Contact lenses are a convenient alternative to glasses. Many people prefer them because they eliminate the common nuisances of eyeglasses, such as foggy lenses, scratched lenses, sliding frames, or glasses falling off altogether. In fact, approximately 45 million people in the United States wear contact lenses. Contacts are common for adults, but you might be wondering if your child can wear contacts or how old they need to be to start wearing them. Keep reading to learn more about the best practices for kids and contact lenses.
Can Kids Wear Contacts?
The short answer is yes, kids can wear contact lenses! In fact, four million contact wearers are under the age of 18. Every child is different, so not every child will be the best candidate for contact lenses, but that has less to do with age and more to do with their vision.
Contact lenses are a big responsibility, so consider the full picture before getting your child fitted for contacts. They require daily care, cleaning, and planning ahead. Depending on the type of contact lenses, your child will have to sanitize them daily and remember to take them out each night. Simply learning to put them in and take them out is a skill that will likely take some time to master.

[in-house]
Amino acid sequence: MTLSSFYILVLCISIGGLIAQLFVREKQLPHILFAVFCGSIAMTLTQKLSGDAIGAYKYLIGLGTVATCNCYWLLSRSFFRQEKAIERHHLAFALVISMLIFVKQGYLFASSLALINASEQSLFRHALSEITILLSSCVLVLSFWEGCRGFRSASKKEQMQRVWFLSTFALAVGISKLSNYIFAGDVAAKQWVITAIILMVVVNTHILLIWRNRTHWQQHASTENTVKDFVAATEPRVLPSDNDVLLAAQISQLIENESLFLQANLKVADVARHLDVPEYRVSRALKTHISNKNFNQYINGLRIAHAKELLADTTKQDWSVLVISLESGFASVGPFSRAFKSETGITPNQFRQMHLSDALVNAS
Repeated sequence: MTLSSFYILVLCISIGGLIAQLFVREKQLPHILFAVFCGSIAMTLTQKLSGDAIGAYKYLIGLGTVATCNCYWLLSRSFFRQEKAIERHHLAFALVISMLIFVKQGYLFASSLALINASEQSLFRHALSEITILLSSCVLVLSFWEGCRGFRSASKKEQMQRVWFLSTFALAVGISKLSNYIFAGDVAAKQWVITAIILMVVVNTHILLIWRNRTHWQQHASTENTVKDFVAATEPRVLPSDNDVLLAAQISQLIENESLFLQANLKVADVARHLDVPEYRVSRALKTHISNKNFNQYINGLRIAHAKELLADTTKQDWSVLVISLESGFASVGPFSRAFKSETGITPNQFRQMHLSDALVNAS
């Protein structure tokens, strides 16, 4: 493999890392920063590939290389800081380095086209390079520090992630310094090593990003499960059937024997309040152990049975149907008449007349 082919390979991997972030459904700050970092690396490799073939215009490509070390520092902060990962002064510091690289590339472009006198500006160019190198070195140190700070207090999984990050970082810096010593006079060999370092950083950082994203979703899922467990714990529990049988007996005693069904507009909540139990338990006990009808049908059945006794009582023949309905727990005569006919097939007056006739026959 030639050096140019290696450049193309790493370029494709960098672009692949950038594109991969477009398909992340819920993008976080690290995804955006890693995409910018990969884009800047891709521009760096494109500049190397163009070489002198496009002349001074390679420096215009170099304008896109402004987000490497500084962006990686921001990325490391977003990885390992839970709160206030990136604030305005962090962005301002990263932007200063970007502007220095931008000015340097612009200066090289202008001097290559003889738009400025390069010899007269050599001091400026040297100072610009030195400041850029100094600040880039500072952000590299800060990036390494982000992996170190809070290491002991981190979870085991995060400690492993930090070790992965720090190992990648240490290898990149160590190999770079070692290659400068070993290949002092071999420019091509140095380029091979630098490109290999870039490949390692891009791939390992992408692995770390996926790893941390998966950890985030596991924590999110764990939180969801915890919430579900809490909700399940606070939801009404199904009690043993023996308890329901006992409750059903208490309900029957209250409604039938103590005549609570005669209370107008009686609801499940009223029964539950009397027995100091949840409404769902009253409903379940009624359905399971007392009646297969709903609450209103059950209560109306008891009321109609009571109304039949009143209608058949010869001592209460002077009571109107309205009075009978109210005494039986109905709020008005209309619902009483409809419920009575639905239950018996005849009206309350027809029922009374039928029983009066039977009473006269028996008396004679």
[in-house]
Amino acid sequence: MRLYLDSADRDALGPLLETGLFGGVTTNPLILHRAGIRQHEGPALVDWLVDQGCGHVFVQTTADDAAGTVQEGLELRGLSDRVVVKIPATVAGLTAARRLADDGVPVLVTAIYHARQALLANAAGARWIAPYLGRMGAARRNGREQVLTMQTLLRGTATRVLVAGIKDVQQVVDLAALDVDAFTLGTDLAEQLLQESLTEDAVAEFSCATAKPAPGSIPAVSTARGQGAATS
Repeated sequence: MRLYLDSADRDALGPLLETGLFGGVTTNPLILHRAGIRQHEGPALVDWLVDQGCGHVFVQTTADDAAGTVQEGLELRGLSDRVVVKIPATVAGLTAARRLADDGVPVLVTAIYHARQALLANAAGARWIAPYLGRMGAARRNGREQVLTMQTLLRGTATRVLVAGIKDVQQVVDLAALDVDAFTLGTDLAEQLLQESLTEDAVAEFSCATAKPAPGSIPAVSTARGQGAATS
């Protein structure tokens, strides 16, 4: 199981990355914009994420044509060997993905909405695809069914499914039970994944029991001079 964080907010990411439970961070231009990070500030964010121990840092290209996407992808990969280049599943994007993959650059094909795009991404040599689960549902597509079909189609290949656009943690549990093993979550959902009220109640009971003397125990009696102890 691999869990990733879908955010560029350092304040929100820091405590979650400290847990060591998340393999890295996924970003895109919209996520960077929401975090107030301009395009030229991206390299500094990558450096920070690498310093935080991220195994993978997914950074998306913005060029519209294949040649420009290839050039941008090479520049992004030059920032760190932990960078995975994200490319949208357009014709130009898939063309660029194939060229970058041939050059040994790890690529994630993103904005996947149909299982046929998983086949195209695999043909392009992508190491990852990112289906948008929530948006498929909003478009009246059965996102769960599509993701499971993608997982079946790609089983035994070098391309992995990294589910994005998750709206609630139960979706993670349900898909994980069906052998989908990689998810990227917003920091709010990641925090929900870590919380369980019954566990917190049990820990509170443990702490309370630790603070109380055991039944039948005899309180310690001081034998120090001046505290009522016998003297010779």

On the other hand, glasses are also a big responsibility for kids. Glasses are easy to lose, scratch, and break. They can also be a hindrance if your child plays sports. Contacts are less bothersome on the court or the field…or even the playground. There are pros and cons to glasses and contacts, and the best answer will be different for every child.
At What Age Can Kids Wear Contacts?
Children as young as eight years old can wear contacts, but this doesn’t mean that every eight year old with glasses should switch to contacts. As their parent, you know your child best. Talk with your eye doctor about the pros and cons of contacts for kids, and talk to your child about why he or she wants to wear contacts in the first place. If your eye doctor says they are a good candidate, consider doing a trial run. Your doctor should be able to give you a sample pair of contact lenses so that your child can see if he likes wearing them more than glasses. A trial run will give your child a taste of the reality of wearing contacts.
If you don’t think your child is ready for the responsibility of contacts, tell them you can revisit the subject in a year and reevaluate the decision. Again, you know your child best.
If you’re on the fence about whether or not contact lenses are a good fit for you or your child, contact Broberg Eye Care today. We’ll schedule an appointment to review your vision history, see if you’re a good candidate for contacts, and answer any questions you might have.